So after dehazing, the natural step is curves. Once again, one of my all-time favorite tools, as curves allow you to edit the image with immense precision, but also with quite a high degree of breadth. Typically, I do either a regular s-curve or an inverted s-curve. This can, of course, extend to adding upwards of a dozen points on a curve and then also adjusting the image parts via layers. I mostly use the Luma curve and rarely go into colors with curves. Typically, it is better to adjust those with levels.

AI Masking

Another great resource for getting better edits out of your images is using masking. Before I was using simple masks and layers in Capture One; however, with the new update, I am able to use AI masking and edit with incredible precision. Not only does Capture One mask your subject and background, but it automatically detects various parts of the image and can create a separate mask for them. This is incredibly useful when you need to edit the outfit separately from the model’s face and so on. While this is a fairly new feature I have been using, I already love it. For example, when working in a small space and shooting against a colored background, I naturally get a color cast on the model’s skin. When it doesn’t fit the look, I can simply go ahead and edit it out with AI Masking and make the image better.

Editing Individual Colors

A fantastic capability I don’t see too many photographers use is the ability to edit individual colors. While many know about editing colors that are given to you by the software such as the reds, greens, and so on, did you know you could pick a color and edit just that? I use this feature to get interesting background effects, as well as improve accuracy of certain tones. For example, on one of the shoots I was doing, it was imperative to get the shade of the red lipstick just right. This is where I went ahead and selected that lip and matched it to the one desired. With properties such as hue, saturation, uniformity, and luminosity, you are able to give your colors a completely new look. For example, when shooting e-commerce, the greens might be slightly off as the image is slightly overexposed. This can be easily remedied by going ahead and fixing it in the selective color editor.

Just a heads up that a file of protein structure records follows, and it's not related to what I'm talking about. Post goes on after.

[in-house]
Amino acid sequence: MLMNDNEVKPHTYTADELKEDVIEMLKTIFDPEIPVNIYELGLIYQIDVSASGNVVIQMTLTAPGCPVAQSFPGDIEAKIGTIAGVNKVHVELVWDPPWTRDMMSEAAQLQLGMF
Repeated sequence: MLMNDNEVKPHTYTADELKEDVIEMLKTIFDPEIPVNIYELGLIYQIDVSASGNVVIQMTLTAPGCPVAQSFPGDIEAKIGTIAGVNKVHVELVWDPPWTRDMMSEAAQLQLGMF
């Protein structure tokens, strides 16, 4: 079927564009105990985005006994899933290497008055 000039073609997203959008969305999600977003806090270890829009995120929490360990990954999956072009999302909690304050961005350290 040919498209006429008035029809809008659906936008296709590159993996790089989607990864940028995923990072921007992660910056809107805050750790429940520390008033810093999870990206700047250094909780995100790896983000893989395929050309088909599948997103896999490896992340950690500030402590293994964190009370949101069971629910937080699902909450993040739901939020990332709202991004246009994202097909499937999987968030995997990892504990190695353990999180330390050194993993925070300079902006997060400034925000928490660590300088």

Some Bonus Tips

A bonus tip for color grading like a pro would be to get familiar with the levels panel and use it in conjunction with curves. In it, you are able to control the level of each individual color and the effect it has on the highlights, shadows, and midtones. This is a fantastic way to color grade your work. Another bonus tip would be to not be afraid to turn the slider all the way down or unusually up. While I advise staying away from using a certain slider to the max, you could absolutely use it to the minimum. As such, I often turn contrast all the way down, as well as dehaze the image. This removes all contrast, which is then gently introduced in the curves.

Illya Ovchar's picture

Illya aims to tell stories with clothes and light. Illya's work can be seen in magazines such as Vogue, Marie Claire, and InStyle.
LIGHTING COURSE: https://illyaovchar.com/lighting-course-1